PURPOSE

At the outset, let me be clear that the Labatt Distributors concur with the Division's goal in the Proposed Final Judgment of preserving the Labatt Brand as a viable brand and as a competitor of the products of Anheuser-Busch and other competitive products in the relevant markets. The primary purpose of these comments is to ensure that the goals of the Proposed Final Judgment are achieved at all market levels to maximize the positive competitive impact of the divestiture.

The comments bear on two principal areas of concern. The initial concern goes to the identity of the eventual Acquirer (as defined in the Proposed Final Judgment as the entity or entities to whom Defendants divest the Divested Assets) and the actual terms of the divestiture. The second concern relates to preserve and enhance the maintenance of Labatt's existing distribution network as a means to more competitive markets.

First, the Acquirer must be well-positioned to support and market the Labatt Brand so that the position of the Labatt Brand is maintained and enhanced. The Labatt Brand Start Printed Page 10291is a niche product, with a specific set of characteristics that make the Brand appealing. The Labatt Brand derives much of its cachet from its status as a Canadian import, and is most popular in those U.S. states closest to the Canadian border. The Labatt Brand products also have a price point more akin to domestic premium beer brands, such as Budweiser, Miller and Coors than most imported beers. That market positioning, as a Canadian import for the price of a domestic, has been the lynchpin the Labatt Brand's success. Any significant change in this price point will adversely affect competition in the relevant geographic markets. It is no accident that the Division's investigation concluded that InBev's acquisition of Anheuser-Busch could lead to unlawful market concentration in Buffalo, Rochester and Syracuse, which are just down the road (or across a lake) from Canada.

Second, another condition essential to the Division's goal of maintaining the Labatt Brand as a competitive brand is for the Acquirer to maintain the existing distribution network for a commercially reasonable period of time, especially where the alternative network would concentrate the distribution of the Labatt Brand and the Anheuser-Busch products. Such a requirement is clearly consistent with the intent of the Proposed Final Judgment and relates solely to the distribution system for the Labatt Brand products. The language of the Proposed Final Judgment leaves open the possibility that competition at the distributor level will be suppressed because the Acquirer may terminate existing distributors and consolidate the Labatt Brand with other brands at the distributor level. The most likely result of brand consolidation is unwanted market concentration and likely price increases. Consequently, the Final Judgment should require any Acquirer to maintain the existing distribution network for the Labatt Brand for a commercially reasonable time period.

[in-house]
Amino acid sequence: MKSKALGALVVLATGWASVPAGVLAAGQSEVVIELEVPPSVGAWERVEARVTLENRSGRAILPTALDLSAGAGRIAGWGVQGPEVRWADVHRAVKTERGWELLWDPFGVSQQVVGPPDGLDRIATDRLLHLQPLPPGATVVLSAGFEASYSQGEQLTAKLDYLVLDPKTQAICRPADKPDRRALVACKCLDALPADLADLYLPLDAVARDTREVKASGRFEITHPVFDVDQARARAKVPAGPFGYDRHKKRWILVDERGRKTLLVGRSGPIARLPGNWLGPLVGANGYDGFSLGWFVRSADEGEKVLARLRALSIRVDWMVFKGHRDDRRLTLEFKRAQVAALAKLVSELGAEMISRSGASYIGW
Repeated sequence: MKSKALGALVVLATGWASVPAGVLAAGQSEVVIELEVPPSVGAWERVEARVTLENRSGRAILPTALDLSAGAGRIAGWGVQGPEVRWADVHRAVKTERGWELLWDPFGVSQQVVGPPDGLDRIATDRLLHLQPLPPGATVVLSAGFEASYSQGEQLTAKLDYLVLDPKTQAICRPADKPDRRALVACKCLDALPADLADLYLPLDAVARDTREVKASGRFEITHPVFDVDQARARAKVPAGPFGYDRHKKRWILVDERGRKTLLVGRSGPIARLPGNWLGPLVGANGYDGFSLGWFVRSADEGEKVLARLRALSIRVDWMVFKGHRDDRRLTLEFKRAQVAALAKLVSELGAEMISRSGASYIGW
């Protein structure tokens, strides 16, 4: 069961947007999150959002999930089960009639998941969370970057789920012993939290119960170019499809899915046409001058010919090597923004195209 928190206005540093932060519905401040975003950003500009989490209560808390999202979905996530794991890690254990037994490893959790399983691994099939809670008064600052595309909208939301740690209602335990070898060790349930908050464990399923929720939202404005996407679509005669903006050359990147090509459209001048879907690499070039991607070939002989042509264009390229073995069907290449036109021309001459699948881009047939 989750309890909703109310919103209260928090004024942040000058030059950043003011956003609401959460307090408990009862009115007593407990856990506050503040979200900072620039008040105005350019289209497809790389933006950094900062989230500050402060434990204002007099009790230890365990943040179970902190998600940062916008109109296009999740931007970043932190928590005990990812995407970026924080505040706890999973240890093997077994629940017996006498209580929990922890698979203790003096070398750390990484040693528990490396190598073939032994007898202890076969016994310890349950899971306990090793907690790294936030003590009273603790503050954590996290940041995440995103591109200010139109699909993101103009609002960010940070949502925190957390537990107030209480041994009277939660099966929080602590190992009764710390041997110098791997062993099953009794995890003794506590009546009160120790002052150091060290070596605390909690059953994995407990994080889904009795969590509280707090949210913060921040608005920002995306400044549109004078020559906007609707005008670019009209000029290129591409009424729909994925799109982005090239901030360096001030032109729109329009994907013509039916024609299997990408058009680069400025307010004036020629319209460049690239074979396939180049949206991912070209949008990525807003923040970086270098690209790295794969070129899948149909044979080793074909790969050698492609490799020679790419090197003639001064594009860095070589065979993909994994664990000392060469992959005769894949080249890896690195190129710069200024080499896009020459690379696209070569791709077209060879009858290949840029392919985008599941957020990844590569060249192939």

Background

As proposed, InBev's acquisition of Anheuser-Busch would eliminate substantial, direct competition between InBev and Anheuser-Busch in Buffalo, Rochester and Syracuse, New York, as well as in other regions where the Labatt Brand is a significant player. For the reasons set forth in the Competitive Impact Statement, the proposed Final Judgment requires InBev USA LLC (“IUSA”) to divest the Labatt Brand, along with a license to brew, market, promote and sell Labatt Brand products for consumption in the United States as a condition for InBev proceeding with its $52 billion acquisition of Anheuser-Busch. The essential reason for requiring the divestiture is that the transaction, absent divestiture, would likely lead to higher prices for beer in the Buffalo, Rochester and Syracuse, New York metropolitan areas and possibly in other areas where the Labatt Brand has significant market share because the Labatt Brand's and Anheuser-Busch's offerings collectively constitute a substantial percentage of those markets.

As alleged in the Complaint, the Buffalo, Rochester and Syracuse beer markets are highly concentrated. The top three brewers—Anheuser-Busch, Miller-Coors and IUSA, respectively possess approximately 24%, 26% and 21% of the Buffalo and Rochester beer markets. In the Syracuse geographic market, the same three brewers respectively possess approximately 28%, 28% and 13% of the beer market. According to the Complaint, the supply responses from competitors or potential competitors would not likely prevent the anticompetitive effects of the proposed acquisition. Competition from other competitors is insufficient to prevent a small but significant and non-transitory price increase implemented by the combined entities in those markets from being profitable. Entry of a significant new competitor into the marketplace is particularly unlikely because a new entrant would not possess the highly-important brand acceptance necessary to proceed.